Braille Music Challenge (02:19)
James Risdon is a professional musician, who has been encouraging others to learn and utilize braille music. He has created a group of six musicians, who all use braille music, to write, learn, and record a piece.
History of Blind Education (05:08)
After realizing he did not know much about the system of braille itself, Risdon set out to learn about its history. Valentin Hauy was an educator, who opened for the first school for blind children in 1785. While most people believed the blind could not be educated, Hauy realized they could learn through tactical reading.
History of Braille (05:43)
Louis Braille was a student at Hauy's the Institut National Des Jeunes Aveugles, or INJA. When Braille began attending the school, students read normal letters stamped into thick paper and the night writing code. Braille became a teacher at the school and developed a simpler version of the night writing code.
Braille and Music (04:45)
Braille was a musician and taught piano, music theory, and other music classes at INJA. The prevalence of blind organists can be traced back to Braille's teachings in Paris.
Braille in the UK (08:19)
Thomas Armitage studied the daily lives of blind people in Victorian London. He changed the use of tactical reading methods taught in British schools by visiting schools for the blind throughout Europe. He helped open a music school for blind students to give them a viable career path.
Blindness and the Piano (03:28)
The tradition of blind piano tuners traveled from France to the UK in Braille's day and has continued into the present. Schools for the blind in both countries offer three-year courses in piano technology.
Musical Tribute to Braille (04:24)
Risdon wanted to honor Braille's contribution through composing, playing, and recording a piece of music by six blind musicians. Composer Zoe Dixon is composing the piece for five instruments and a singer. She based the piece on a poem by Emily Dickinson.
Braille Composition (03:55)
Risdon explains how Dixon's composition is transferred from commercial composing software to a braille copy. Risdon uses a braille music translation program and an embosser, which is a printer for braille.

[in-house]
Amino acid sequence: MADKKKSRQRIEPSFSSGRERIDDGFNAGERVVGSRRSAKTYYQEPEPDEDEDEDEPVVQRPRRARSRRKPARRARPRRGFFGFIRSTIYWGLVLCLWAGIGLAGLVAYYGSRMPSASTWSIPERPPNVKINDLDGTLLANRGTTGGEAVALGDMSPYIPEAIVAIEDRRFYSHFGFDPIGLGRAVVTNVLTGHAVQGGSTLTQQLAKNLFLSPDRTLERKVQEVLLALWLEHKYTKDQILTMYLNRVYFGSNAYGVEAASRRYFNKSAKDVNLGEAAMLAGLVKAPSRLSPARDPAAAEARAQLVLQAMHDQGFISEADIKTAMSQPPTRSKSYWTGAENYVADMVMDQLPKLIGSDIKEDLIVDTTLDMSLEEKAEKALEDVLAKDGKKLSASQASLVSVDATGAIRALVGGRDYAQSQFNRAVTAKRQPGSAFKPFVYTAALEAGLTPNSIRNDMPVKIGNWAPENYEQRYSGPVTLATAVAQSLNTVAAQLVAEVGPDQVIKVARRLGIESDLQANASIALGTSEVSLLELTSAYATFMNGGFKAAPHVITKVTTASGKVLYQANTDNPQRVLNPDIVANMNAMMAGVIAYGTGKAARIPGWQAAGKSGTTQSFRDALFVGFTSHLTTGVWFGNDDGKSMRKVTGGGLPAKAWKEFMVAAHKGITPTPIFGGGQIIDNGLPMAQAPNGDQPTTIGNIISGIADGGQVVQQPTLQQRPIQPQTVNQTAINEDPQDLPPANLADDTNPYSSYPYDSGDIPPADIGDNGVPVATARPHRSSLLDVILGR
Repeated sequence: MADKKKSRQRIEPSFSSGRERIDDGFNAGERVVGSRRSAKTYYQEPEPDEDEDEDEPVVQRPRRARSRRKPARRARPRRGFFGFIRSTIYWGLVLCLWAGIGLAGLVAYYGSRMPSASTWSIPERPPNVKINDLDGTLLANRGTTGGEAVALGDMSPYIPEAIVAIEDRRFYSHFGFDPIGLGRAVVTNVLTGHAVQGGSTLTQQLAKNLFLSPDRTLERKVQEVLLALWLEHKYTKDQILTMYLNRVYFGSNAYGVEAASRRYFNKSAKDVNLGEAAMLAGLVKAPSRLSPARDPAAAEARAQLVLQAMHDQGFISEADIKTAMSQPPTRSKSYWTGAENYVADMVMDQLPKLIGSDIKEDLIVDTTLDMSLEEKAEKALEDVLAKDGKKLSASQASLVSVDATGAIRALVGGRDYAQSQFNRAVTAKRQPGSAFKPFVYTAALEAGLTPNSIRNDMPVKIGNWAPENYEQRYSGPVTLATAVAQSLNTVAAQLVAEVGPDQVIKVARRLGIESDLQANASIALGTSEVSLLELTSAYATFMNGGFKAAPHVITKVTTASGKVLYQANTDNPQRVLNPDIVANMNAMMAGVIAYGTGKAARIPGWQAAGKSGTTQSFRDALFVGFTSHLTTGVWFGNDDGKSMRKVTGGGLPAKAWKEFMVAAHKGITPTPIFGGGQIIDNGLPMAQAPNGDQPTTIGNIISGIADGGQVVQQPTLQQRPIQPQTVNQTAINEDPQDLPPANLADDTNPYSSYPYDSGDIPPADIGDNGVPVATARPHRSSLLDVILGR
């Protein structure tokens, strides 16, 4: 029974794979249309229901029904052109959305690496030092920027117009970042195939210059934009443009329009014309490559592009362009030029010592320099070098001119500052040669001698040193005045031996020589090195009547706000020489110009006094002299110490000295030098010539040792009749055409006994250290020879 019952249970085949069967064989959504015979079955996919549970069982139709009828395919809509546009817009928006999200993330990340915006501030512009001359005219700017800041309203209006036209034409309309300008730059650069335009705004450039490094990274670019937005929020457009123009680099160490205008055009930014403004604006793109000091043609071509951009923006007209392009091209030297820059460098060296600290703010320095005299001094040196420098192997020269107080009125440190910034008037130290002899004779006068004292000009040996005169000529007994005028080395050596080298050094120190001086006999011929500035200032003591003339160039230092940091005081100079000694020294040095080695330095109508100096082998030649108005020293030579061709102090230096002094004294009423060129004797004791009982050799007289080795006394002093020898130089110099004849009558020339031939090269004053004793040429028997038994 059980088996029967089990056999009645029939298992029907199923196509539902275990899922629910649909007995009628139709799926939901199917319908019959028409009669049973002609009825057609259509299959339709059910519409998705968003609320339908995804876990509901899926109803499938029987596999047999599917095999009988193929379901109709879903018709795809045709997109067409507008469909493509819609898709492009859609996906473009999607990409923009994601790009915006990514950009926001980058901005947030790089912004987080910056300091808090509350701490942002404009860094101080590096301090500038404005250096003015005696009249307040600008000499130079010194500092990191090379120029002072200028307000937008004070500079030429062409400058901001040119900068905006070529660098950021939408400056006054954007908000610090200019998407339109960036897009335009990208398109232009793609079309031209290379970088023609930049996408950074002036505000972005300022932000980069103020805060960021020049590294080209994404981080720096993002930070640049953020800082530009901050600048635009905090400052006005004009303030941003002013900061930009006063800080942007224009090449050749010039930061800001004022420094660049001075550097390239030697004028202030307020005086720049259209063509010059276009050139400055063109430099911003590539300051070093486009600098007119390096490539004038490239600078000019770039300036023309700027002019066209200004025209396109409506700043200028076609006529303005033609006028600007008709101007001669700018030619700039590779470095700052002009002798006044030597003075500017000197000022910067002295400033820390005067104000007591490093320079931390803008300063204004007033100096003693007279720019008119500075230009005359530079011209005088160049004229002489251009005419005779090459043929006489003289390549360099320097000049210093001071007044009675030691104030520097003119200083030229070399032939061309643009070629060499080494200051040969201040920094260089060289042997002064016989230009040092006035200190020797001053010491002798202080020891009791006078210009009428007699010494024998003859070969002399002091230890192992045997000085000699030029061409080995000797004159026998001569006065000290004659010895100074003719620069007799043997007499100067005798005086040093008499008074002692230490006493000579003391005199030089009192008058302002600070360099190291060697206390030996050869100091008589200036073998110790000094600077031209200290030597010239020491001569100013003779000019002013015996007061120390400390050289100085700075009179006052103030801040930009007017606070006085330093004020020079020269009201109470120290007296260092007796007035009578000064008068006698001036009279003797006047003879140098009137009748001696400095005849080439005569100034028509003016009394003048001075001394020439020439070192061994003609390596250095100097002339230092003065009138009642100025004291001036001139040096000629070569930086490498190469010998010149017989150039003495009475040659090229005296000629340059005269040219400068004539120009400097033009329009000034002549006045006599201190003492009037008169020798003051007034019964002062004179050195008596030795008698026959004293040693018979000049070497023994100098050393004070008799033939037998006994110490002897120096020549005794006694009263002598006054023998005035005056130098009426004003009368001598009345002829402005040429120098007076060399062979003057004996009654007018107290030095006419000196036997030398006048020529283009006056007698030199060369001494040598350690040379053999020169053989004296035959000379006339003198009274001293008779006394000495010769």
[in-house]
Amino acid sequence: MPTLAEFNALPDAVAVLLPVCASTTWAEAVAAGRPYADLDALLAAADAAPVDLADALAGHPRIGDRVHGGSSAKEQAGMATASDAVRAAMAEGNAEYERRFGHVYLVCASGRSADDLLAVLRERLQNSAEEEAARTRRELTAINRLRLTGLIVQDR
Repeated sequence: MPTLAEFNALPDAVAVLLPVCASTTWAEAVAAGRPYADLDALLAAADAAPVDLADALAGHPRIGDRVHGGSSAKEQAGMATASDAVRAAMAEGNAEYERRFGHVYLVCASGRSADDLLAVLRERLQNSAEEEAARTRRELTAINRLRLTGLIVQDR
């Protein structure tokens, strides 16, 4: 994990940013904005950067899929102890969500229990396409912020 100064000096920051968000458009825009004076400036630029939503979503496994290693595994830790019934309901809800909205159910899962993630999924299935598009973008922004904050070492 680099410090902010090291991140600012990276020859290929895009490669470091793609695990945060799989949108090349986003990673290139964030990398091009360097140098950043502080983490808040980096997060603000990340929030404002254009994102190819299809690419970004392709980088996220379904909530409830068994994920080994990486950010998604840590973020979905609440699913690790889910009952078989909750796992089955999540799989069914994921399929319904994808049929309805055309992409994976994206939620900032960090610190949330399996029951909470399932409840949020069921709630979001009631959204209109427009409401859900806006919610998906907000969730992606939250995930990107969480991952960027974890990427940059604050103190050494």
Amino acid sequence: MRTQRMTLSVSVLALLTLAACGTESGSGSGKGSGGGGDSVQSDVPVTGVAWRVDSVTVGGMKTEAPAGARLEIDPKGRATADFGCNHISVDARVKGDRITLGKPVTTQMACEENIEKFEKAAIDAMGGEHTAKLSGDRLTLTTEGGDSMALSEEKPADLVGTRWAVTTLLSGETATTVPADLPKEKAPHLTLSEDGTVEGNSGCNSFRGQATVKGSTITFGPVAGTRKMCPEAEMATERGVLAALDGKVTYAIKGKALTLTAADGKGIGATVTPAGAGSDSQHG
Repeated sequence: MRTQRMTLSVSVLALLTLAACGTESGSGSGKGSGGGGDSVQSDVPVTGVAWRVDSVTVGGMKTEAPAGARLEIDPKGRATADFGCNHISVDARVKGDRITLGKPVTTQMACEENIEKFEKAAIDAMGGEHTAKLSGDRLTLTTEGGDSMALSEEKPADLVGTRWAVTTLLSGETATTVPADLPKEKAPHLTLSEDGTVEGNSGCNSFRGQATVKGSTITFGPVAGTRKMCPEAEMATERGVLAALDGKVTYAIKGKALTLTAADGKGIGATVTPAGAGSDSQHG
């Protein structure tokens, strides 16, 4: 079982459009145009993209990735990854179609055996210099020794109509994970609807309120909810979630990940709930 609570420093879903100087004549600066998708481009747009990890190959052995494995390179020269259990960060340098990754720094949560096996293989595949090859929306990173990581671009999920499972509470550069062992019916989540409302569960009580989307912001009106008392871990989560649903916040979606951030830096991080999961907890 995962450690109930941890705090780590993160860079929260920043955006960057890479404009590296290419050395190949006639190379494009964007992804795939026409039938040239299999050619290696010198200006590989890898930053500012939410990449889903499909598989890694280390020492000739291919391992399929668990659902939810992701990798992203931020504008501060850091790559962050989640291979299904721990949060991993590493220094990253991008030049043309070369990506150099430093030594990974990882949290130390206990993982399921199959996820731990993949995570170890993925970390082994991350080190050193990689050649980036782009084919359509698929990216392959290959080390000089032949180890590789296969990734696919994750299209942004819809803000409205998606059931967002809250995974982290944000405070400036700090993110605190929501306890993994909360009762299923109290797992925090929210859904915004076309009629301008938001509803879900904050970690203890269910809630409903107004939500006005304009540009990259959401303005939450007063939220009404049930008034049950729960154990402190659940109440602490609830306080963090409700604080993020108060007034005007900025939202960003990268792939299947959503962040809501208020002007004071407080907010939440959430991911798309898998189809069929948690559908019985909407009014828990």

Blind Lutenist (05:35)
Matthew Wadsworth is a professional lutenist, who does not believe being blind held him back in his music career. He first learned music by ear and then taught himself to read braille music. The lute uses its own system of music and Wadsworth developed a braille version.
Blind Singer (02:01)
Victoria Oruwari is a professional singer, who lost her sight at the age of 6. She was exposed to braille music as her school for the blind, which expanded her understanding of braille.
Blind Pianist (04:50)
Kevin Satizabal taught himself to play the piano by listening to popular music. He was admitted to the Royal College of Music, where he learned braille music. He and Oruwari often perform together.
Blind Flutist and Teacher (02:53)
Liz Hargest is a flutist and music teacher, who has been blind since birth. She cannot see her students and must rely on other methods to teach them.
Blind Musician and Composer (06:25)
Baluji Shrivastav had musical talent since he was a child and did not let his blindness stop him. He plays numerous instruments but enjoys the sitar the most. He has translated Indian, Arabic, and Japanese songs into braille.
Group Rehearsal (07:18)
Peter Bosher is a music producer, who is working on the composition to honor Braille. The group has never worked together before and the composition is rather difficult. The musicians rehearse playing their parts together.
Recording Session (08:29)
After discussing the piece, the group changes how they want to record it. Shrivastav improvised the percussion to go along with the Dixon's composition.
Final Product (04:34)
Risdon is pleased with the final recording of the song. He believes the importance braille music played in its creation is a fitting tribute to Braille.
Credits: Braille Music (00:52)
Credits: Braille Music
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